Demo of Julie's Bible Reference Library

Saturday, July 24, 2010

A Wet Walk

Treasured friend,

A few weeks ago I intended to get us back to Matthew 14--to the scene where Jesus walks on the water in the middle of a storm to get to His disciples. I got sidetracked on a couple of other meaningful passages (not the least of which was last week's between-the-eyes hit on the necessity of rest--which I needed desperately--I suspect you might have needed it, as well). But I do want to come back to Matthew 14 today.

Here's the passage:

Immediately He made the disciples get into the boat and go ahead of Him to the other side, while He dismissed the crowds. After dismissing the crowds, He went up on the mountain by Himself to pray. When evening came, He was there alone. But the boat was already over a mile from land, battered by the waves, because the wind was against them. Around three in the morning, He came toward them walking on the sea.
When the disciples saw Him walking on the sea, they were terrified. “It’s a ghost!” they said, and cried out in fear.
Immediately Jesus spoke to them. “Have courage! It is I. Don’t be afraid.”
“Lord, if it’s You,” Peter answered Him, “command me to come to You on the water.”
“Come!” He said.
And climbing out of the boat, Peter started walking on the water and came toward Jesus. But when he saw the strength of the wind, he was afraid. And beginning to sink he cried out, “Lord, save me!”
Immediately Jesus reached out His hand, caught hold of him, and said to him, “You of little faith, why did you doubt?” When they got into the boat, the wind ceased. Then those in the boat worshiped Him and said, “Truly You are the Son of God!” Matthew 14:22-33 (HCSB)
I guess I love this passage so much because I see both what I am (in Peter leaping out in faith, thinking better of it, sinking, and crying out for Christ's help) and what I could be (in Jesus creating a space for His quiet, intimate, personal relationship with His Father in the midst of a chaotic and exhausting season of life).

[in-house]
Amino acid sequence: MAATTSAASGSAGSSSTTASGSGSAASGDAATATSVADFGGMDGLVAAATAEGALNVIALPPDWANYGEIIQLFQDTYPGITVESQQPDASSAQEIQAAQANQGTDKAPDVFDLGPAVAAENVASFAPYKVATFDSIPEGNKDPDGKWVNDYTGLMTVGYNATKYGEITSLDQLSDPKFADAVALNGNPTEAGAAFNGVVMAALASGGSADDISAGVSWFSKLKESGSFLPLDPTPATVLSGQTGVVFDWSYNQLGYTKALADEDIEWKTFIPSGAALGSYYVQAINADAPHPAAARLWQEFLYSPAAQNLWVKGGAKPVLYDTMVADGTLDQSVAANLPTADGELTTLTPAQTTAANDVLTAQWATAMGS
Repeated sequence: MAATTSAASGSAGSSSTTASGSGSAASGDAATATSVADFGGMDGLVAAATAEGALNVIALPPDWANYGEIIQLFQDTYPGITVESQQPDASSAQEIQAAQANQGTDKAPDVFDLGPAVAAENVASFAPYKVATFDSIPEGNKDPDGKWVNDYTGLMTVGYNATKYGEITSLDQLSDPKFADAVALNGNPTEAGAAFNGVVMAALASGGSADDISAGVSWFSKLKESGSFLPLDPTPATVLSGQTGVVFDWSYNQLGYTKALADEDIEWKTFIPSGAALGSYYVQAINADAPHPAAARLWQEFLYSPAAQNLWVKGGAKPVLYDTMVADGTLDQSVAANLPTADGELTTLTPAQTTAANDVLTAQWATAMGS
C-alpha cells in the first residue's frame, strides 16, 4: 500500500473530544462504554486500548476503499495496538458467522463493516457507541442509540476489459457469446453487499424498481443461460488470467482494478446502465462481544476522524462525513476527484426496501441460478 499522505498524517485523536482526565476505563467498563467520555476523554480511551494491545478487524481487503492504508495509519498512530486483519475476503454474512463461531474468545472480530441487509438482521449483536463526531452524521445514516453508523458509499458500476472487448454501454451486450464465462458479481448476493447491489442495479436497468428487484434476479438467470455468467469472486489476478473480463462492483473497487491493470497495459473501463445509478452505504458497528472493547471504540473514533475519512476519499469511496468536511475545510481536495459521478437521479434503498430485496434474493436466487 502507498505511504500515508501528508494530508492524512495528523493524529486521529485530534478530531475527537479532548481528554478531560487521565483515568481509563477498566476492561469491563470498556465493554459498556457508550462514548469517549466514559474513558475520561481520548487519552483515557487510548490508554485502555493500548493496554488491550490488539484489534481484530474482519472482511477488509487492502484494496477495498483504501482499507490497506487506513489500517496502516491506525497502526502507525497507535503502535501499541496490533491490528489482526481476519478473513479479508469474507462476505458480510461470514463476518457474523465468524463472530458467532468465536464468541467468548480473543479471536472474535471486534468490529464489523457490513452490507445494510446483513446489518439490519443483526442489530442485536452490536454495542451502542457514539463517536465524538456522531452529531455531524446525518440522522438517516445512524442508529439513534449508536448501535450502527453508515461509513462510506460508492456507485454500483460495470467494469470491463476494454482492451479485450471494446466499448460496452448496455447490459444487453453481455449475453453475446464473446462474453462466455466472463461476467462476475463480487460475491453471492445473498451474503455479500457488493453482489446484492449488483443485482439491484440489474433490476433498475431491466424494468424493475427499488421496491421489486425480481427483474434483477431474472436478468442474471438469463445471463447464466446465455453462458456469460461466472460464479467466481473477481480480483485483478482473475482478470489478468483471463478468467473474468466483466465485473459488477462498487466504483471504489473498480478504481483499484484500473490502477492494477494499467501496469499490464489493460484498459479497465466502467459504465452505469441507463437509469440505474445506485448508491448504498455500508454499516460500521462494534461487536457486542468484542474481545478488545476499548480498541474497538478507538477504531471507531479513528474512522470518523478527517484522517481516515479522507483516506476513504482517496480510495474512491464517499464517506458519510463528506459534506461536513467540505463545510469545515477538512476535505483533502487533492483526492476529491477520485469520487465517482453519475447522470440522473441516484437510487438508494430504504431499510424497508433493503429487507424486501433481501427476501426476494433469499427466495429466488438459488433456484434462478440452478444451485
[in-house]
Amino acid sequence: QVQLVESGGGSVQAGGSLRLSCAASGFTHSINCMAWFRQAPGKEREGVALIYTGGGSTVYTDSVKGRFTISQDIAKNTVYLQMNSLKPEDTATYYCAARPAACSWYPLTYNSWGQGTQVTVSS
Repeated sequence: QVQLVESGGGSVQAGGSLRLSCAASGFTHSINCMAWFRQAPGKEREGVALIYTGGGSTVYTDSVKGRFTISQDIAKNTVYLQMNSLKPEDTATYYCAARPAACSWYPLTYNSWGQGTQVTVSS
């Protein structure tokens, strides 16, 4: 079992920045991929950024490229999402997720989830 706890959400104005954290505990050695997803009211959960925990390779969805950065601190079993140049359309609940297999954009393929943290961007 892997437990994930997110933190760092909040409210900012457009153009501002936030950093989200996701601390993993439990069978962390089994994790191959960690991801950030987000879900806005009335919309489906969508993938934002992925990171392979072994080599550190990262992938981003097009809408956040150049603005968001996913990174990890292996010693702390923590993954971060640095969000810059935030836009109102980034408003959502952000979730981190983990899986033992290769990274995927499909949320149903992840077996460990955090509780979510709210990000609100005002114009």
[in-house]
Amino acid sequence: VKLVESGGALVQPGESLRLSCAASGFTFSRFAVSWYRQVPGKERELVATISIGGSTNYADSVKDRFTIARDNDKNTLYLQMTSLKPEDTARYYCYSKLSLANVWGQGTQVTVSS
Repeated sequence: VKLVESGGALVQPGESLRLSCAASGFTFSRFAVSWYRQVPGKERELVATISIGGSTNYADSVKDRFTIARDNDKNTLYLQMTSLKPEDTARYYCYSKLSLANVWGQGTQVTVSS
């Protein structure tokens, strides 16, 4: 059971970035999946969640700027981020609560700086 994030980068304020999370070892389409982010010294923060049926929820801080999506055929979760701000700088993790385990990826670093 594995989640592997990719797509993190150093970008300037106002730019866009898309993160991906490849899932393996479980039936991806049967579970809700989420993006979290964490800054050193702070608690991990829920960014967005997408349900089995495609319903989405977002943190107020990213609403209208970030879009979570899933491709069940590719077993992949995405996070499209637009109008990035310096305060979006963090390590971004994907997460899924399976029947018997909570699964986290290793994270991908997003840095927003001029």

More often I'm sinking and crying out in desperation than intentionally carving out a time and place for communing with my Father in heaven. Perhaps you are too. Reacting to the crises roiling around you. Leaping out on the water and praying there will be rocks under foot to keep you from drowning--not realizing there was no trick to walking on water--only well-placed, unwavering faith in the Son of God.

I love that Jesus works with the little faith of Peter--and of each of us. He doesn't chide Peter ahead of time for not having enough faith to follow through with the whole walk. Even though He knows how it's going to unfold, He doesn't keep Peter from making the leap. He sustains the miracle so Peter does indeed take a few steps out there on the water (the only other human ever recorded to have done so, other than Jesus Himself).

And when Peter's faith peters out (it had to be said), He doesn't say, Peter, you have no faith, or your faith is of absolutely no use. Just , my friend you have small faith, weak faith, "little" faith -- enough to start, which is good (better than the others still cowering in the rocking and rolling boat) -- but not enough to finish. It's great, though, that Christ does have the supply of what we lack. He simply reached out and lifted His disciple to safety. And, do note that Peter knew enough to call out for Christ to save him as he sunk into the white caps of the stormy lake.

That, I suppose is the most powerful observation from the scene. Jesus has the power to lift us to safety--not just barely, as if the effort of it will put Him in peril or drain His strength supplies--but plenty of power to lift each of us out of the waves, limitless power, unsappable power, uninterruptible power to carry us to safety in the storm and through the storm. Ultimately, as with the end of this scene, to overcome and calm the storm--and in so doing to bring honor and glory to Himself. And He is as near to us as to Peter--near enough to hear us when we call; near enough to offer His strong arm to keep us from sinking in defeat.

Another passage I've been reading for a writing project I'm doing today is from the Gospel of John (chapter 9) where Jesus heals the man born blind--after His disciples want to know whether the man's sins or his parents' caused his blindness. I love that Jesus sluffs off that question entirely and points out that the man's suffering will result in ultimate glory for the Son and His Father in heaven. It's nobody's business what got him there. Only that God has a plan in and through it--one that's good for the man and good for the King's reputation.